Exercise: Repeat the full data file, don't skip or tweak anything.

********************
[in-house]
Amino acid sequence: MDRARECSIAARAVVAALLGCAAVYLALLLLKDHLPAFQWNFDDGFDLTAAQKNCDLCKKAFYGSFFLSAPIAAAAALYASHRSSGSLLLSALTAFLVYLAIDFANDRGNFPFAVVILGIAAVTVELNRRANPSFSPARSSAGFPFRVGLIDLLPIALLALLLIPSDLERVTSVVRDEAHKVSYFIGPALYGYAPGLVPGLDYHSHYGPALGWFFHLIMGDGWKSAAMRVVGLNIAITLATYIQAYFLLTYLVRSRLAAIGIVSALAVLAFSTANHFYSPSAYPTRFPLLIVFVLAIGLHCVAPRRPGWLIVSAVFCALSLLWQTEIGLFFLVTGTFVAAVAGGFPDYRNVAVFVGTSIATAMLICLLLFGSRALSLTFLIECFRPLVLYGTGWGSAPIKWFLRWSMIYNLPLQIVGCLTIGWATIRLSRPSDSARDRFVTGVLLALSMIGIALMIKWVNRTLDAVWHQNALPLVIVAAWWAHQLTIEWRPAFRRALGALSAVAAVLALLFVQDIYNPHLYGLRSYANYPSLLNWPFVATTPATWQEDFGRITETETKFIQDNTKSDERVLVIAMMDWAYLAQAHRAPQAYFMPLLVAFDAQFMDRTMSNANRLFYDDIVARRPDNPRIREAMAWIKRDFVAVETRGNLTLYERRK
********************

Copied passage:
[in-house]
Amino acid sequence: MDRARECSIAARAVVAALLGCAAVYLALLLLKDHLPAFQWNFDDGFDLTAAQKNCDLCKKAFYGSFFLSAPIAAAAALYASHRSSGSLLLSALTAFLVYLAIDFANDRGNFPFAVVILGIAAVTVELNRRANPSFSPARSSAGFPFRVGLIDLLPIALLALLLIPSDLERVTSVVRDEAHKVSYFIGPALYGYAPGLVPGLDYHSHYGPALGWFFHLIMGDGWKSAAMRVVGLNIAITLATYIQAYFLLTYLVRSRLAAIGIVSALAVLAFSTANHFYSPSAYPTRFPLLIVFVLAIGLHCVAPRRPGWLIVSAVFCALSLLWQTEIGLFFLVTGTFVAAVAGGFPDYRNVAVFVGTSIATAMLICLLLFGSRALSLTFLIECFRPLVLYGTGWGSAPIKWFLRWSMIYNLPLQIVGCLTIGWATIRLSRPSDSARDRFVTGVLLALSMIGIALMIKWVNRTLDAVWHQNALPLVIVAAWWAHQLTIEWRPAFRRALGALSAVAAVLALLFVQDIYNPHLYGLRSYANYPSLLNWPFVATTPATWQEDFGRITETETKFIQDNTKSDERVLVIAMMDWAYLAQAHRAPQAYFMPLLVAFDAQFMDRTMSNANRLFYDDIVARRPDNPRIREAMAWIKRDFVAVETRGNLTLYERRK